27th December, 2019
It was another glorious morning as we approached El Hierro for the East; the sun was still down but you could feel the humidity, I do love that ‘far-away’ place feeling in the mornings.
It’s an interesting little Island, the most southerly and westerly, just about, of all the Canaries and in some ways a miniature Tenerife from an aerial photographic profile. If the sea-level dropped, not a lot, El Hierro would become much larger given that to the south, and attached, is a large seamount extending from El Hierro. That’s all a bit academic, I can’t see the sea-level dropping 150 meters, more likely to rise with our current environmental concerns.
So, picking up the pilot close off the Breakwater , and allowing for the raging ‘set’ - I was going sideways at 2.5 knots, I pushed the bow around to the north and approached the berth ‘bow-in’. You have to be certain of the weather here, if you get in and the weather turns, you can’t get out. There is no maritime infrastructure here at all, that’s what adventure is about.
All tied up with the sun rising on our starboard side, the ship was cleared by local authorities and the Guests were meandering ashore at just after 0800. Another ‘sun-drenched’ day. I did remind our Guests that only ten Cruise ships call here each year, and Saga infrequently and that when we do schedule, either we can’t get in or we can’t get out. So, today is a treat especially as I was hopeful of a successful departure.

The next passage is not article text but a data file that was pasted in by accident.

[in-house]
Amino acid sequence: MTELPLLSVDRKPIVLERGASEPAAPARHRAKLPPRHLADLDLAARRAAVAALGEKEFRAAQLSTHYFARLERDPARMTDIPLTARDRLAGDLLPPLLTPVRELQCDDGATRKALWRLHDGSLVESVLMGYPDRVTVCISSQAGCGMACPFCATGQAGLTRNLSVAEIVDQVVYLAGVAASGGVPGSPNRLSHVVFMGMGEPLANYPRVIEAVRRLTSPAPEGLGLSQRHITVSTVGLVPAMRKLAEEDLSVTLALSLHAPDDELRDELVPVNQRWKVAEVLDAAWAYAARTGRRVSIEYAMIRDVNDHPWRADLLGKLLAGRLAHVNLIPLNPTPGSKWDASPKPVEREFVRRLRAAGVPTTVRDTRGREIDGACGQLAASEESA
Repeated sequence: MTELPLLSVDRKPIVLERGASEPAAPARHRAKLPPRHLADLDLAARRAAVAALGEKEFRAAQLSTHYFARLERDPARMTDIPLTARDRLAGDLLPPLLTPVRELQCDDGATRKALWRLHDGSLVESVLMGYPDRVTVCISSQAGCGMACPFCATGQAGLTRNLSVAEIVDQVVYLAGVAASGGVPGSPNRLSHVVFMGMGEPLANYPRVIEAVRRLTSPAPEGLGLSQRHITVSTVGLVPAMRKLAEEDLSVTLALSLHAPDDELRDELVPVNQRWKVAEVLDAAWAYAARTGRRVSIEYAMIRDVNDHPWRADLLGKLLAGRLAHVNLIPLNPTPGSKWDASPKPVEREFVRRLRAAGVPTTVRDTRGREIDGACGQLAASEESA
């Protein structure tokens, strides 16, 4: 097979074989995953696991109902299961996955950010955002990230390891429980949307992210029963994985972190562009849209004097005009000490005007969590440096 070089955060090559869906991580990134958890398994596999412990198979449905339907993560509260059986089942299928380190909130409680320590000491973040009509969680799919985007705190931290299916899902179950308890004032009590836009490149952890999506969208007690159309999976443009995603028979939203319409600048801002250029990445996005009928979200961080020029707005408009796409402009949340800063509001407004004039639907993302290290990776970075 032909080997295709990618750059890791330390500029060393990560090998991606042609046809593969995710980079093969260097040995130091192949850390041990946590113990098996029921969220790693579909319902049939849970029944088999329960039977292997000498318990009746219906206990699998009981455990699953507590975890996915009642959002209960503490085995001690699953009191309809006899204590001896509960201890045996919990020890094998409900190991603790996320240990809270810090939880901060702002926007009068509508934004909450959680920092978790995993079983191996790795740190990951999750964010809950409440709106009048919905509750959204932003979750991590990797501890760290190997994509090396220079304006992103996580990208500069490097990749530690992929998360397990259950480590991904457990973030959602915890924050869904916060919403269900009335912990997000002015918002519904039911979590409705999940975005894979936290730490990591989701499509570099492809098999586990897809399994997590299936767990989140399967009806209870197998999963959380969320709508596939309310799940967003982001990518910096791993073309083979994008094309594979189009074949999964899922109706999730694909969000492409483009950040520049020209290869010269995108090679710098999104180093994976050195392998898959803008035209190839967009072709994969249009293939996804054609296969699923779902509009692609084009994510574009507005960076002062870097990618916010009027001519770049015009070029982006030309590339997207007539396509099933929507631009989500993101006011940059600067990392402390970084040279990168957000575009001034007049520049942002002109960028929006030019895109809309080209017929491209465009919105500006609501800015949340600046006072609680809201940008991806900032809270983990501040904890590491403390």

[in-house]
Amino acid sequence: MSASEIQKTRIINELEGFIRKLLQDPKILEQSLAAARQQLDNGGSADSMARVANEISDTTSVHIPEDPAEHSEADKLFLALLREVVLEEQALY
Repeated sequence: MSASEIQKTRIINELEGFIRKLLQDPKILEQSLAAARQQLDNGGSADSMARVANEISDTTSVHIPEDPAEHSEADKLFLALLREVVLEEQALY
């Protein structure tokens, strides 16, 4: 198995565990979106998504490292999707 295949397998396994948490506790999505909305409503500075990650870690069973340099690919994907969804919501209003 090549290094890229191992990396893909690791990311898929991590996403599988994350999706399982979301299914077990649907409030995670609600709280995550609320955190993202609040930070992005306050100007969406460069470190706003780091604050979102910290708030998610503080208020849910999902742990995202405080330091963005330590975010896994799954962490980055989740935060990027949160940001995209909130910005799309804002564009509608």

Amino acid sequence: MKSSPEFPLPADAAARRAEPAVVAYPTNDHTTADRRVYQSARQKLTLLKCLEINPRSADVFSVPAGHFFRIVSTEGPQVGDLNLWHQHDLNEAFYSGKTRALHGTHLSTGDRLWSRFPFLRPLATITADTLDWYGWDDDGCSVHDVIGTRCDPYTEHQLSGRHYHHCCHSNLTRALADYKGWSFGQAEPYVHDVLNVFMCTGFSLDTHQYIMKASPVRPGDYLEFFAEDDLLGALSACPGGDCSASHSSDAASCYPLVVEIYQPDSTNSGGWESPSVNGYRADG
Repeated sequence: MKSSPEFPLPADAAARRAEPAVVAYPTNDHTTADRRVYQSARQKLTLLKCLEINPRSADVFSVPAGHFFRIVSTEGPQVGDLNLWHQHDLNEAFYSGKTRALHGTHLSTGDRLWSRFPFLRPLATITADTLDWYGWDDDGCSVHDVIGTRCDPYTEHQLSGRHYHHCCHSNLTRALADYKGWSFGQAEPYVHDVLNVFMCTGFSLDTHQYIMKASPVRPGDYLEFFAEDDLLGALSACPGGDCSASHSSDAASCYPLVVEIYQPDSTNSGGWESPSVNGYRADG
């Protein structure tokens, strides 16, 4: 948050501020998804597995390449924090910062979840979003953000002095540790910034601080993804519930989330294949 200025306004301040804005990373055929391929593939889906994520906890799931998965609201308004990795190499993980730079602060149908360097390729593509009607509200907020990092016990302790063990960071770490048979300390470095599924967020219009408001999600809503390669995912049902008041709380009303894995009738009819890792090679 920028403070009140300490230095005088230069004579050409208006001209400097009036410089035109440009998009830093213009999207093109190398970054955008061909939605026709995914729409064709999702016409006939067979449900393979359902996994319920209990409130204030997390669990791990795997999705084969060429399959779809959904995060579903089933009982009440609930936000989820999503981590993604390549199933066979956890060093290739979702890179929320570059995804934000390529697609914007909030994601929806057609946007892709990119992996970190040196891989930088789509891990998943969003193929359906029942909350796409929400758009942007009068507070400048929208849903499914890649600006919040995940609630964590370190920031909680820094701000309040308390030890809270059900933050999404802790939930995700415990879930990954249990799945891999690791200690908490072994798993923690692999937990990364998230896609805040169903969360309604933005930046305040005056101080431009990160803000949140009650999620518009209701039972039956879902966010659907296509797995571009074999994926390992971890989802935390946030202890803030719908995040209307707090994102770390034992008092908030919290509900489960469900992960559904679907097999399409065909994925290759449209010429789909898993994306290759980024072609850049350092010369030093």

It has been a busy cruise, loads of activities to support the Guests experience, however, my desk was starting to pile up with the ‘to-do’ things!
With the sun was below the yard-arm and it was time to think about departure. It was a leisurely run across to Las Palmas overnight and so no hurry and I wanted to give loads of time for the ’sail-away’ experience on the back deck. Hugo, my Portuguese friend, the Chief Officer, was driving out tonight. It’s a tight space, but with breathless conditions, it was a great ‘learning’ opportunity manoeuvre.
A nice and controlled manoeuvre by Hugo saw us debark the Pilot at 1745 and then set course to Las Palmas; back towards the west. I was a having a ‘night’ off tonight, a ‘club-sandwich’ in the cabin with Leigh, boy I know how to treat a lady!
Captain Stuart Horne
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